Amortization expense related to finite-lived intangible assets was $65.5 million and $6.2 million during the three months ended June 30, 2017 and 2016, respectively, and $71.8 million and $12.4 million during the six months ended June 30, 2017 and 2016, respectively. The estimated future amortization expense by year for finite-lived intangible assets will be as follows (in thousands):
Note 7 — Debt
2016 Credit Agreement
The Company entered into a term loan and revolving credit facility on June 17, 2016 (the "2016 Credit Agreement"). As discussed below, the 2016 Credit Agreement was amended three times during 2017 in conjunction with the acquisition of CEB. As of June 30, 2017, the 2016 Credit Agreement provides for a $1.5 billion Term loan A facility, a $500.0 million Term loan B facility, and a $1.2 billion revolving credit facility. The 2016 Credit Agreement contains certain customary restrictive loan covenants, including, among others, financial covenants that apply a maximum leverage ratio and a minimum interest expense coverage ratio, and covenants limiting Gartner’s ability to incur indebtedness, grant liens, make acquisitions, merge, dispose of assets, pay dividends, repurchase stock, make investments and enter into certain transactions with affiliates. The Company was in full compliance with the covenants as of June 30, 2017.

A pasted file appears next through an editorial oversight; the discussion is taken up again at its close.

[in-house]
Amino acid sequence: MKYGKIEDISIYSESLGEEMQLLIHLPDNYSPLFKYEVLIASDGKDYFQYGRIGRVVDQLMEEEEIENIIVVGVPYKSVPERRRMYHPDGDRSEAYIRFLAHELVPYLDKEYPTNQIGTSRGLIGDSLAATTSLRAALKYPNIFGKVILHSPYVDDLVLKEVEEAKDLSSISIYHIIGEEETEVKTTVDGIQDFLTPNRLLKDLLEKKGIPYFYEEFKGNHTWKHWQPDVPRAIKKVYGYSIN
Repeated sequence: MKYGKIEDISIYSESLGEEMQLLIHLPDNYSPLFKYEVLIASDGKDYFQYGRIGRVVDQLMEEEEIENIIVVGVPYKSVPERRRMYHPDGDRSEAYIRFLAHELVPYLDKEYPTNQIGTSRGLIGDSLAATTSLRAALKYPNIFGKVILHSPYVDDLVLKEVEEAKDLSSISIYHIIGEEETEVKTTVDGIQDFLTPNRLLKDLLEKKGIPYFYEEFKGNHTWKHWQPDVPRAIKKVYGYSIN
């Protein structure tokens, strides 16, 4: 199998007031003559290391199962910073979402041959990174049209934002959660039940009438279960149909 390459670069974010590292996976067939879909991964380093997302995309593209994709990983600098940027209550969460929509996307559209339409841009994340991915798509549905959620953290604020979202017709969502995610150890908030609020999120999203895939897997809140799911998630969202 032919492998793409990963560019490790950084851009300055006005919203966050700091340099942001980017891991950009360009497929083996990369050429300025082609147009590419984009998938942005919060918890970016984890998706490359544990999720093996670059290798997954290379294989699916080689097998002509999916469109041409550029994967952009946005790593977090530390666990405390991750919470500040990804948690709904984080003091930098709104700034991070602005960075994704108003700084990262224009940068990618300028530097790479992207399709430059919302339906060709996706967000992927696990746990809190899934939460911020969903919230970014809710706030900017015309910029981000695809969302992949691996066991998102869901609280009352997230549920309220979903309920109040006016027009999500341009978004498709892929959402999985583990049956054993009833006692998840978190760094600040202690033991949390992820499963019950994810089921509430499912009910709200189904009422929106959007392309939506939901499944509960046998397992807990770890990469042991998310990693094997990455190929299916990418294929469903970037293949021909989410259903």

The Company borrowed a total of $2.78 billion for the CEB acquisition. The Company borrowed $1.675 billion under the 2016 Credit Agreement, which consisted of $900.0 million under an increased Term loan A facility, $500.0 million under a new Term loan B facility, and $275.0 million on its existing revolving credit facility. The $1.675 billion drawn under the 2016 Credit Agreement, along with the funds raised through the issuance of $800.0 million Senior Notes and $300.0 million 364-Bridge Credit Facility discussed below, were used to fund the CEB acquisition and related costs.
On January 20, 2017, the Company entered into a First Amendment to the 2016 Credit Agreement, which was entered into to permit the acquisition of CEB and the incurrence of additional debt to finance, in part, the acquisition and repay certain debt of CEB, and to modify certain covenants. On March 20, 2017, the Company entered into a Second Amendment to the 2016 Credit Agreement. The Second Amendment was also entered into in connection with the acquisition of CEB and was executed primarily to extend the maturity date of the Term loan A facility and revolving credit facility through March 20, 2022 and to revise the interest rate and amortization schedule. On April 5, 2017, in conjunction with the closing of the CEB acquisition, the Company entered into a Third Amendment to the 2016 Credit Agreement with its lenders (the "Incremental Amendment"). The Incremental Amendment increased the aggregate principal amount of the existing Term loan A facility by $900.0 million and added a new incremental Term loan B facility in an aggregate principal amount of $500.0 million.